Existentialism Changed My Life. Here’s How it Can Change Yours.

Existentialism has a bad reputation, not helped by the way it is often taught. As a philosophy, it really is best taught through media. I remember zoning out in my 7th grade English classroom, engrossed in Samuel Beckett’s Waiting for Godot. I think I finished the whole play between class periods in a few days. I just couldn’t put it down.

If you’re unfamiliar, Waiting for Godot follows two men, Vladimir and Estragon. They are, as alluded to in the title, waiting for another man named Godot. Spoiler alert: he never arrives. While waiting, they become extremely bored. They encounter other characters, but the main plot of the story is merely the act of waiting. Towards the end of the play, they attempt suicide, but ultimately fail. They decide to go find shelter, but as the curtain closes, they do not move.

This may sound like an incredibly depressing play. But I disagree. If you read the play, you will see that Vladimir and Estragon are not in fact sad whatsoever. Indeed, the play is really a comedy. They laugh, they joke, they love, and they wait.

But that’s not the point of this post. We’re talking about existentialism.

I read Waiting for Godot during one of the darkest points in my life. I was incredibly depressed, and things were only getting worse. I read the play and went on to study more about existentialism and absurdism.

What it led me to realize is that all of the pressure I was feeling from my parents, from school, from my mental illness itself…none of it mattered. The only thing that mattered was me, and the fact that I was alive.

That realization changed everything. I was alive! What a miracle! Despite everything, I was alive, and it was beautiful. When I was at my worst, it was just another obstacle in my path. When I was so stressed I was breaking down daily, it was just like a hurricane. It didn’t matter. It wasn’t happening for a reason. It was just happening, and someday it would stop happening, and something else would happen. I had goals, and maybe I would reach them, and maybe I wouldn’t. But it wouldn’t matter either way, because I would be alive, and the life I would be living would be beautiful for the sheer fact that I was alive.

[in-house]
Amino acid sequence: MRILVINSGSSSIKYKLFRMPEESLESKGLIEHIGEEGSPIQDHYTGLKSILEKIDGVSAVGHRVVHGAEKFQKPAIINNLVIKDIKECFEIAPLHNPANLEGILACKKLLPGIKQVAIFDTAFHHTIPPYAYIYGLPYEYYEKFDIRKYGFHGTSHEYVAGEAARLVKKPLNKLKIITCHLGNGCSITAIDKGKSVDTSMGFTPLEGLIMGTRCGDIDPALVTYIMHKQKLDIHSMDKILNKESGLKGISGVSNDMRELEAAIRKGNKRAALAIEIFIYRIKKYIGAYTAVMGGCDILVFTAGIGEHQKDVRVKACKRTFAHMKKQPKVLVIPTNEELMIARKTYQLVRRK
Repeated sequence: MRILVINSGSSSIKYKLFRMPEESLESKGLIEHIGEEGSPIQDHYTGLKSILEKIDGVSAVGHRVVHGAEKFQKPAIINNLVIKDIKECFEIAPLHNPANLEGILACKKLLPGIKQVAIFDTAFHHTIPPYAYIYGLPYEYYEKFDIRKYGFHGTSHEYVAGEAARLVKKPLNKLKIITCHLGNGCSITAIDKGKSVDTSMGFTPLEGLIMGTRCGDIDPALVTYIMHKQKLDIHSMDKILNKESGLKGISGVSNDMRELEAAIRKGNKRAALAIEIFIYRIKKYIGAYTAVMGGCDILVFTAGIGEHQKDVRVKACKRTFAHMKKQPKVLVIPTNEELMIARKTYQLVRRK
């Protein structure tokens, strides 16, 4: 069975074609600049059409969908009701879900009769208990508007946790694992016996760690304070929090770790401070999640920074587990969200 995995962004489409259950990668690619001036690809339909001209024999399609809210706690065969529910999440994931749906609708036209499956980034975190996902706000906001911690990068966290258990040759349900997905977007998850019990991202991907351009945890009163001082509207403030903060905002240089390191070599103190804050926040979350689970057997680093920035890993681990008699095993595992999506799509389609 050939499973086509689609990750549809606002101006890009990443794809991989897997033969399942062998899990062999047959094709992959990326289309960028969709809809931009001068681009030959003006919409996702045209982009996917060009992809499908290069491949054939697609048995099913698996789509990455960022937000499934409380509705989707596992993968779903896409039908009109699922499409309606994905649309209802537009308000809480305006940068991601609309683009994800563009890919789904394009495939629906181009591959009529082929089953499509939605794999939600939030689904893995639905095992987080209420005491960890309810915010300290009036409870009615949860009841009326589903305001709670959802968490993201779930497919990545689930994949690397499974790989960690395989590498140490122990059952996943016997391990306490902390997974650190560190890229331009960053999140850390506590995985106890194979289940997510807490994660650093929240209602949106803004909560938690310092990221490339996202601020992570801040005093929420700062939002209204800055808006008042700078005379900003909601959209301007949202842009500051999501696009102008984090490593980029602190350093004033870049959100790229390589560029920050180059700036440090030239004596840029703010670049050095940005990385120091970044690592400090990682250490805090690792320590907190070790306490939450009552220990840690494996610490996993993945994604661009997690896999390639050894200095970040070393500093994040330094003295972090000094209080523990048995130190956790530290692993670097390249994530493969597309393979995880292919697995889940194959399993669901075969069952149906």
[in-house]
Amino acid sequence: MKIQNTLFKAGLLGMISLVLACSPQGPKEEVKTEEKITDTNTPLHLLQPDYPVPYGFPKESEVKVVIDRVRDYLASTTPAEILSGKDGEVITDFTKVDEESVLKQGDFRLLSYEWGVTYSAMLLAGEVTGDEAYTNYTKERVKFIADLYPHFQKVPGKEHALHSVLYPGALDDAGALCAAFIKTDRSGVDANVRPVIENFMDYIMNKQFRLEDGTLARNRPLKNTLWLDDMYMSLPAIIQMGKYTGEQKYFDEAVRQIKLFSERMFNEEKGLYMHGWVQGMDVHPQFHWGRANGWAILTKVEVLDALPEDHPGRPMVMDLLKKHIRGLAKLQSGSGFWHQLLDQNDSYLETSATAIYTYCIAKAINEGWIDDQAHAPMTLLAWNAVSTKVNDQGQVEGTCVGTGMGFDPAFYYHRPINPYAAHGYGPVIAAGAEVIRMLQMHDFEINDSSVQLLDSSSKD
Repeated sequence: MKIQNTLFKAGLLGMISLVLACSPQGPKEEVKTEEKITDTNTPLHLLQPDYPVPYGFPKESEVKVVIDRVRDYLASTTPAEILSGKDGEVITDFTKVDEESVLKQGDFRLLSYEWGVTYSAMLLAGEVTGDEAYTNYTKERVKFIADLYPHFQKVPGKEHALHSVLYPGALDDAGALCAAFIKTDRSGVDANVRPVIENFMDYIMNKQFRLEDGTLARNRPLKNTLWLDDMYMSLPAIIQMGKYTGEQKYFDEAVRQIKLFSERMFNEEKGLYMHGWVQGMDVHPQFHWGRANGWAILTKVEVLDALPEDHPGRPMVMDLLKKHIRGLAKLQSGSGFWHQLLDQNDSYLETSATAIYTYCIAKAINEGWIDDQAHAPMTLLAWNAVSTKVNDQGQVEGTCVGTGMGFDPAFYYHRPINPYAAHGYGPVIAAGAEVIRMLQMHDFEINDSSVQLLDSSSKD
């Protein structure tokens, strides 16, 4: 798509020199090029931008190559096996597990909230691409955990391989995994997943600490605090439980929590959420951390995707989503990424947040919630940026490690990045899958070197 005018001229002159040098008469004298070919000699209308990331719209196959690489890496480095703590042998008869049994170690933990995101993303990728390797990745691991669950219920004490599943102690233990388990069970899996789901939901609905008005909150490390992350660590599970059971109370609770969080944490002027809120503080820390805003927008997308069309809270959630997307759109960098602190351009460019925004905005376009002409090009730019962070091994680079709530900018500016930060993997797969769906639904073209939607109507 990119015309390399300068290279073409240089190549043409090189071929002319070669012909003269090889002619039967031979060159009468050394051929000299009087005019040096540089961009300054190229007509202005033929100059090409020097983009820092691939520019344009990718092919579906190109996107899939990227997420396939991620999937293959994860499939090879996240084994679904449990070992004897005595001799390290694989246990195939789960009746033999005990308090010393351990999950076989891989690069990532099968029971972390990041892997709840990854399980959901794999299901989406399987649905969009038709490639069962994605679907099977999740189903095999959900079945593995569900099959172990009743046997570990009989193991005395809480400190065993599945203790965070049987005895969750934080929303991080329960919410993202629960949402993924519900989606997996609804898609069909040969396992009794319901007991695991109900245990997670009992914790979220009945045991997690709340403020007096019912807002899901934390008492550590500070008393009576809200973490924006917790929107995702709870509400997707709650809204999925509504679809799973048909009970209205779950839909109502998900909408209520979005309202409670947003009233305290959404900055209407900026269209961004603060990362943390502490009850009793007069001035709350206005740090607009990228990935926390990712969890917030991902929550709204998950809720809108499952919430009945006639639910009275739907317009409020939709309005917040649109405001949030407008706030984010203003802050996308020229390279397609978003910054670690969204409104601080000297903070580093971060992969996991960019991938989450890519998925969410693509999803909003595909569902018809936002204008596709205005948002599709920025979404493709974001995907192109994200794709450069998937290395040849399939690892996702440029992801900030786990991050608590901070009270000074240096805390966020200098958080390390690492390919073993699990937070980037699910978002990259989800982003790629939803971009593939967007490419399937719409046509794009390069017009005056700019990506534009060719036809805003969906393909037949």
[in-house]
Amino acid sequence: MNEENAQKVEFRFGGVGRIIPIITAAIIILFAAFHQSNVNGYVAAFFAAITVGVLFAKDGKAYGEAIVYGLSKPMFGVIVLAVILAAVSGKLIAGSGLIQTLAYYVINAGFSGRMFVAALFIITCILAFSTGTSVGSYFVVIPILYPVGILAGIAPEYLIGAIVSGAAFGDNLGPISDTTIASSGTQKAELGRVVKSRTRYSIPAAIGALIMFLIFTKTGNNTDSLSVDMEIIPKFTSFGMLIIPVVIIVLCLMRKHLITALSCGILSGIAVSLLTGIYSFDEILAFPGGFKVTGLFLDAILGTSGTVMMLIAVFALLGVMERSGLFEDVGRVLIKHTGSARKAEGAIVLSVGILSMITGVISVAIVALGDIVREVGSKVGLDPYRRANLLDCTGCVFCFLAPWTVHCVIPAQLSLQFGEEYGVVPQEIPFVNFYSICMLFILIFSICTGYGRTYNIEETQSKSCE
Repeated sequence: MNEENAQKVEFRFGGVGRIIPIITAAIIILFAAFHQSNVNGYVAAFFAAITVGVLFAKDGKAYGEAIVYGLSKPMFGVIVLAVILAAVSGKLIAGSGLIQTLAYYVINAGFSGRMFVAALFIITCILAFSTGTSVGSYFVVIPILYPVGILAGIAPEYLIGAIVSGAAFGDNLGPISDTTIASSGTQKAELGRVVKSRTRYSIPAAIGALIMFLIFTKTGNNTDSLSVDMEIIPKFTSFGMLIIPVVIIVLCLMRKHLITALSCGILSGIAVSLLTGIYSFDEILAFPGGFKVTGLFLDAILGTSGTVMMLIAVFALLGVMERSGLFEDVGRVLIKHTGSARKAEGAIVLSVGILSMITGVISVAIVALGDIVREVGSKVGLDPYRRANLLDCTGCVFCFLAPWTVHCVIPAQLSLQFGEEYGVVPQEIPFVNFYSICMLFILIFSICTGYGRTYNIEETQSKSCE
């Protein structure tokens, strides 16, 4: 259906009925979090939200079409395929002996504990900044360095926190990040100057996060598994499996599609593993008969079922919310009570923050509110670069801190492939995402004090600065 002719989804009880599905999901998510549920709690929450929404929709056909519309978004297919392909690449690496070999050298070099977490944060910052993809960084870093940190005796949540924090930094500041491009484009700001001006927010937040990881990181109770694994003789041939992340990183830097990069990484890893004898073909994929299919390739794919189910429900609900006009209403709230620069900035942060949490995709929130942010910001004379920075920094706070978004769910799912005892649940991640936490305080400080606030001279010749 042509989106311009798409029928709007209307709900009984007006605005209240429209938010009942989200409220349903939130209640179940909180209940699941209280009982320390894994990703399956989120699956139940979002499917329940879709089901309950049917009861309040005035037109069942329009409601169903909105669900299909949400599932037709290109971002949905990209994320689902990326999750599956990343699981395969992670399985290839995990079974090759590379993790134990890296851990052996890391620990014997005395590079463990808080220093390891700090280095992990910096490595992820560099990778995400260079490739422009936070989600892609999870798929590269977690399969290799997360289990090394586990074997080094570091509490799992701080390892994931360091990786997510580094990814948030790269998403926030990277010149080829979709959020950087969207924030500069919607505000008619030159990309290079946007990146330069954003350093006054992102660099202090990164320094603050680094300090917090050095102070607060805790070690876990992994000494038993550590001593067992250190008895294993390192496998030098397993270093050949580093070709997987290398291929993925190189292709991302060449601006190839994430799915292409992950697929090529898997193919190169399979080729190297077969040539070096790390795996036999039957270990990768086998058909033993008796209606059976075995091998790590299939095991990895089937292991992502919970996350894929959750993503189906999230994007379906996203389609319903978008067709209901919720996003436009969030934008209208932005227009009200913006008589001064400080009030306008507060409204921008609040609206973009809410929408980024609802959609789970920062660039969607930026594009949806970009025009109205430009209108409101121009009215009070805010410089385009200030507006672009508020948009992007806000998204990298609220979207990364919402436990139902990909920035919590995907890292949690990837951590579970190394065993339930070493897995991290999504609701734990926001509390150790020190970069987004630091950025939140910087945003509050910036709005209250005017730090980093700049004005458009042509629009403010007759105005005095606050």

Existentialism isn’t about the fact that nothing matters. It isn’t about death; it’s about life. It’s about how your life is worth living simply because it is yours. Isn’t that beautiful?

Vladimir and Estragon wait for Godot like we wait for death, but in the meanwhile, they live, and they are happy.

2 thoughts on “Existentialism Changed My Life. Here’s How it Can Change Yours.

  1. madelstein07

    Wow Connor. Everything about this post was beautiful. I wasn’t in class during this whole existential discussion, but after reading this post, I understand it much better. My favorite thing you said in your post was, “It’s about how your life is worth living simply because it is yours.” Chills! I absolutely agree with you though. I constantly find myself extremely stressed with school, work, and other obligations, but none of that really matters. I am alive, and these things are not what is important in life. Your post is amazing and I would love to hear more from your on your views and opinions about existentialism.


  2. Ella B

    This is so beautiful. This made me realize that existentialism isn’t giving up on finding meaning, it’s a way to keep going and accept life for the way that it is, even with all of it’s flaws, complexities, and imperfections. I think it’s really empowering to realize how amazing it is to just be.


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